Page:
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Top Ten Posts of All Time on Almost Chosen People

 

 

I get in a stats mood every now and then.  Here are the top ten most viewed posts on Almost Chosen People, the American history blog I write with Paul Zummo:

  1.  Edmund Burke and the American Revolution is the top post with 13,306 views.  Go here to read it.
  2.  Jefferson and Rousseau-On Democracy comes in number two with 11,592 views.  Go here to read it.
  3.  Sam Houston and Secession is at number three with 10,615 views.  Go here to read it.
  4.  Magna Carta comes in at number four with 9,891 views.  Go here to read it.
  5.  Federalist 51-Madison comes in fifth with 8,708 views.  Go here to read it.
  6.  Washington at Prayer has had 7,316 views.  Go here to read it.
  7.  Edmund Burke’s Views on America has 6,525 views.  Go here to read it.
  8.  Lincoln on the Compromise of 1850 and the Kansas Nebraska Act comes in at 4,836 views.  Go here to read it.
  9.  George Washington in Trafalgar Square has 4,582 views.  Go here to read it.
  10.  Appropriately, Top Ten Movies for the Fourth of July with 4,194 views rounds out our top ten list.  Go here to read it.

I would note that my co-blogger Paul Zummo wrote the posts at 1,2,5, and 7 places and I drafted the remainder.

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Donald R. McClarey

Cradle Catholic. Active in the pro-life movement since 1973. Father of three and happily married for 35 years. Small town lawyer and amateur historian. Former president of the board of directors of the local crisis pregnancy center for a decade.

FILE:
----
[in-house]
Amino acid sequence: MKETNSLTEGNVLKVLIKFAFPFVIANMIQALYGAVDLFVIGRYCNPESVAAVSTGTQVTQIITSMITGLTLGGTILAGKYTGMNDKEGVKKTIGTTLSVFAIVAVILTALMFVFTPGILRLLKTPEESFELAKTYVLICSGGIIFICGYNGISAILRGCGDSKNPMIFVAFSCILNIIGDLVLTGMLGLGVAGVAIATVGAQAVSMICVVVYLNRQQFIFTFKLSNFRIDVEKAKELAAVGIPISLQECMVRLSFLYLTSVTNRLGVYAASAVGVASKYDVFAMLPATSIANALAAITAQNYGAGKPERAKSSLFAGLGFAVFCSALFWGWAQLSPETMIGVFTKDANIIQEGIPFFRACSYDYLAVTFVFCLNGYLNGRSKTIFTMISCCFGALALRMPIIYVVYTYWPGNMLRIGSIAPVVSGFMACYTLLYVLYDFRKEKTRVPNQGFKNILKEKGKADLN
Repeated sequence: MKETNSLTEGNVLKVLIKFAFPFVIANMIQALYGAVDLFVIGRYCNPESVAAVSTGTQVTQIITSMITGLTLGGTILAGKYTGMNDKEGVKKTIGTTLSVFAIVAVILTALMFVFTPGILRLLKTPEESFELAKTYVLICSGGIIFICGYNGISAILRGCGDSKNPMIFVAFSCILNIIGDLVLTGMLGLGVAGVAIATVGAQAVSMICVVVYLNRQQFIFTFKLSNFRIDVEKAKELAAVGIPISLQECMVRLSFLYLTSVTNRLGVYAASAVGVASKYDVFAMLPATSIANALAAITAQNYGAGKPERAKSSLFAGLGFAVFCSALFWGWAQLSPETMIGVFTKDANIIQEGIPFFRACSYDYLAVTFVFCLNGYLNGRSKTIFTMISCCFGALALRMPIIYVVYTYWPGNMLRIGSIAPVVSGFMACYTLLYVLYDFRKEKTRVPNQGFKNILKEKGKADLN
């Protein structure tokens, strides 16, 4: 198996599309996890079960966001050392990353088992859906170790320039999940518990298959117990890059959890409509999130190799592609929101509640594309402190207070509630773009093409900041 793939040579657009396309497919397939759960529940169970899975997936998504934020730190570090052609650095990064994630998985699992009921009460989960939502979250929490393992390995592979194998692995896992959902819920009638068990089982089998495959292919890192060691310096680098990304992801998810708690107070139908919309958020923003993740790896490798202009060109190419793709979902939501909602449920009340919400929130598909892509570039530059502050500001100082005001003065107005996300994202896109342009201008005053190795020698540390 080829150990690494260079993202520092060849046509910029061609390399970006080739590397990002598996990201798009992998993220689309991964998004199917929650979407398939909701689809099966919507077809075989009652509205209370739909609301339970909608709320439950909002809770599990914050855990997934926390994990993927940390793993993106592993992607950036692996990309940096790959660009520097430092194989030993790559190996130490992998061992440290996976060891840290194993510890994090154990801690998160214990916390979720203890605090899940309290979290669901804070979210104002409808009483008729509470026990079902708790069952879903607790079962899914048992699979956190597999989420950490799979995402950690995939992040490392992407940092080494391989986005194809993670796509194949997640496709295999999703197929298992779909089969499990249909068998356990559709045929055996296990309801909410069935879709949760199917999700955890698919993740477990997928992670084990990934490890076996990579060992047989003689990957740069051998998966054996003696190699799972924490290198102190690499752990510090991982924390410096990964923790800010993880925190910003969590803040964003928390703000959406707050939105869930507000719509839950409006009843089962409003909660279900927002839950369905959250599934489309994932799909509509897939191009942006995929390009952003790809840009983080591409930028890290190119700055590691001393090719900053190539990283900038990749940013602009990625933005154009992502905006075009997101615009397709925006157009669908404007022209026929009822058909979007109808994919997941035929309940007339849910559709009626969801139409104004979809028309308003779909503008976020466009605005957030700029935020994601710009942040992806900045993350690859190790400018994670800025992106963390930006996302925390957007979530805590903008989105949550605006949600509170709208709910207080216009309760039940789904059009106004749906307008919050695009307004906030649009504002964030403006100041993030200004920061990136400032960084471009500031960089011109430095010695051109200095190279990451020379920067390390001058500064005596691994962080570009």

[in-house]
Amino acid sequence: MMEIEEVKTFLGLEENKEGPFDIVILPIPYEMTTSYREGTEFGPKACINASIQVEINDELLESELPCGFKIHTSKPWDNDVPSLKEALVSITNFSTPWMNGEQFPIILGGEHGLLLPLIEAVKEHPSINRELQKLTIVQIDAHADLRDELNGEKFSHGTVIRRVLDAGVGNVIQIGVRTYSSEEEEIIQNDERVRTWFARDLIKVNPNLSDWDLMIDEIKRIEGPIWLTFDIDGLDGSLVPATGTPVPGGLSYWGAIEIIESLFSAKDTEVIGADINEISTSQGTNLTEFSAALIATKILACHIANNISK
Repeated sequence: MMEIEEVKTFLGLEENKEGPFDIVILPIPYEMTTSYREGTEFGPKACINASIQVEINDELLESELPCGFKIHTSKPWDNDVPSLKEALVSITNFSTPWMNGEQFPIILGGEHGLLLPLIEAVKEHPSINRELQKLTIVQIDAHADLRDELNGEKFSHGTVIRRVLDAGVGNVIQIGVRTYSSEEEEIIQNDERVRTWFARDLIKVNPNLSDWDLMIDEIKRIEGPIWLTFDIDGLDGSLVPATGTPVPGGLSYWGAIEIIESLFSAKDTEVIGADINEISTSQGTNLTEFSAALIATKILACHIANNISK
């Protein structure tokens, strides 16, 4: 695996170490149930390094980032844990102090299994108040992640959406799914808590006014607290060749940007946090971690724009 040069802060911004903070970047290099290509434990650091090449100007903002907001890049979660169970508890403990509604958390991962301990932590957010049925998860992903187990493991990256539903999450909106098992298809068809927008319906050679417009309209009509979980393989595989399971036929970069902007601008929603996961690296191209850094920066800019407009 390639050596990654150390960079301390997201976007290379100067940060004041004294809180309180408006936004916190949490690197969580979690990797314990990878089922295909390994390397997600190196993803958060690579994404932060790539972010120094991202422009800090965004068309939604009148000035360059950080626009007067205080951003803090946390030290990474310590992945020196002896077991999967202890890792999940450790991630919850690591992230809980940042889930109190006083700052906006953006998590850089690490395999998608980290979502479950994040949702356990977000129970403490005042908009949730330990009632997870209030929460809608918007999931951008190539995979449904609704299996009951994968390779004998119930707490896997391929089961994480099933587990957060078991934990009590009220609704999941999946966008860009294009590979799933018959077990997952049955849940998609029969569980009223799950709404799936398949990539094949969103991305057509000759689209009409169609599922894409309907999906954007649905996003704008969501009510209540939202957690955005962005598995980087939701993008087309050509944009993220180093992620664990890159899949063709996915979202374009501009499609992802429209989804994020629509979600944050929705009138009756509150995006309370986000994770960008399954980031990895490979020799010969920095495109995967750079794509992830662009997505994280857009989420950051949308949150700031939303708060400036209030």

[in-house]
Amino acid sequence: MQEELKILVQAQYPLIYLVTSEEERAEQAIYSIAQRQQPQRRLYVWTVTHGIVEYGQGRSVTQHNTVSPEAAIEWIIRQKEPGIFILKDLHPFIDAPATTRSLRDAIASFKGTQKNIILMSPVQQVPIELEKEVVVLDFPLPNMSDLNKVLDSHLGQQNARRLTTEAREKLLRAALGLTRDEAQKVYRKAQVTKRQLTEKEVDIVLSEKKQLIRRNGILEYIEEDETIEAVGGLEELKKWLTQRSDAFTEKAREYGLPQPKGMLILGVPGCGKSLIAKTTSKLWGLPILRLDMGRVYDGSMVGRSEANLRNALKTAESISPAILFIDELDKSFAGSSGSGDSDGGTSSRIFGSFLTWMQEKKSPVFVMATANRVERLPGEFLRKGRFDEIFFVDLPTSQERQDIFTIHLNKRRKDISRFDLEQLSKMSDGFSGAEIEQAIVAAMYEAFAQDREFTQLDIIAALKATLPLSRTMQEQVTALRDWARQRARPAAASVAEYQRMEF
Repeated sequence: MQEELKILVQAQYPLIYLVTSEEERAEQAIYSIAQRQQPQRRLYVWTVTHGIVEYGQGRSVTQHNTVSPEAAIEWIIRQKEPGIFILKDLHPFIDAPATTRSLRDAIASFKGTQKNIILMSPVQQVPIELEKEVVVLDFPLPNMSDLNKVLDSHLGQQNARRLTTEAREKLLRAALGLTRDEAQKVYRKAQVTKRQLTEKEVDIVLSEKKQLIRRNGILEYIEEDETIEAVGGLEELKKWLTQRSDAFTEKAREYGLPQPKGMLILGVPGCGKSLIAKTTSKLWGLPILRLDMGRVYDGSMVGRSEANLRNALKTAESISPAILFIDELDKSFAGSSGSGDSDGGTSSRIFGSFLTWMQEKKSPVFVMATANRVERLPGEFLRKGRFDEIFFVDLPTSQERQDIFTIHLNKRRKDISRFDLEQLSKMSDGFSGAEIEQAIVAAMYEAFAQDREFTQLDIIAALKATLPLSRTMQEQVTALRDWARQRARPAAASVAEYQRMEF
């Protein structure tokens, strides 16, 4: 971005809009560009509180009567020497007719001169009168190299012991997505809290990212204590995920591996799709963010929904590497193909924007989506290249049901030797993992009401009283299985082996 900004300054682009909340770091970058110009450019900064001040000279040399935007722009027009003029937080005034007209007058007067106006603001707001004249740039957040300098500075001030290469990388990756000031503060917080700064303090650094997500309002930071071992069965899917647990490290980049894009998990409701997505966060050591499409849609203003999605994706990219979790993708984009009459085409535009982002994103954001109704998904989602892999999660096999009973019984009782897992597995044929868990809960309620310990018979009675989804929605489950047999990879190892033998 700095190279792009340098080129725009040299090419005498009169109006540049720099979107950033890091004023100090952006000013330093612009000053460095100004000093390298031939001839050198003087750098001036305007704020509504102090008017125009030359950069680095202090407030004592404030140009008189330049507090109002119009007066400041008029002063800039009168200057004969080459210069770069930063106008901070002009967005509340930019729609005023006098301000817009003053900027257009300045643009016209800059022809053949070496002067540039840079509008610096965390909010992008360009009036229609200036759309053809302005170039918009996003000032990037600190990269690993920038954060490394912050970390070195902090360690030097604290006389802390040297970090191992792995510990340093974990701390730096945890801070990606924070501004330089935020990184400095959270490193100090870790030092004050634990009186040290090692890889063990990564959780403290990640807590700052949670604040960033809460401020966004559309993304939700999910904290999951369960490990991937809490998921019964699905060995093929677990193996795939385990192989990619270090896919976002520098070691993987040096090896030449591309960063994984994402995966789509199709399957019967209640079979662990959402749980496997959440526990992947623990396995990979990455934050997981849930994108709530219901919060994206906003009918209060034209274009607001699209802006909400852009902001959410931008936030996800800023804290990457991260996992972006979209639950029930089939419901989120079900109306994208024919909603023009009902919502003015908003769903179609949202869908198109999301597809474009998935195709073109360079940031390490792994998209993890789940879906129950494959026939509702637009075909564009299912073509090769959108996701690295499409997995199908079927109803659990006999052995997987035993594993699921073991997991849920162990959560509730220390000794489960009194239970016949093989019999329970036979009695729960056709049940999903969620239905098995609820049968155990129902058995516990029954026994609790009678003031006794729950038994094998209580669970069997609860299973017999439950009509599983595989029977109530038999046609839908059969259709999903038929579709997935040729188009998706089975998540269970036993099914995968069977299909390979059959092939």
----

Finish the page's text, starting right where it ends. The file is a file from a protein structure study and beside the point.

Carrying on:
One Comment

  1. “Rousseau and Jefferson both emphasize a sense of duty. Rousseau writes that for the general will to have meaning “it tacitly entails the commitment – which alone can give force to the others – that whoever refuses to obey the general will will be forced to by the entire body. This means merely that he will be forced to be free.”[22] This controversial statement implies an extreme notion of duty. A person cannot truly be a member of the social order unless he is willing to do his duty for the fatherland. In order to receive the benefits of the social compact one is required to submit fully to the general will.”
    The general will of the people must be good will for the common good. Good will for the common good will be this generations legacy to our constitutional Posterity and the vehicle for advancing civilization and the protection of our advances in civilization.
    Rousseau says: “it tacitly entails the commitment – which alone can give force to the others – that whoever refuses to obey the general will will be forced to by the entire body. This means merely that he will be forced to be free.”
    The majority of one with good will for the common good cannot not be overruled by the general will, if the general will has become corrupt by the ability to “force” adherence, to force men to be “free” according to their terms. For that is not freedom but enslavement of the last citizen with good will for the common good and the advancement of civilization into all future generations, our constitutional Posterity.
    When Rousseau began speaking in terms of “force”, Rousseau left the conversation about good will for the common good by the general will of the people.

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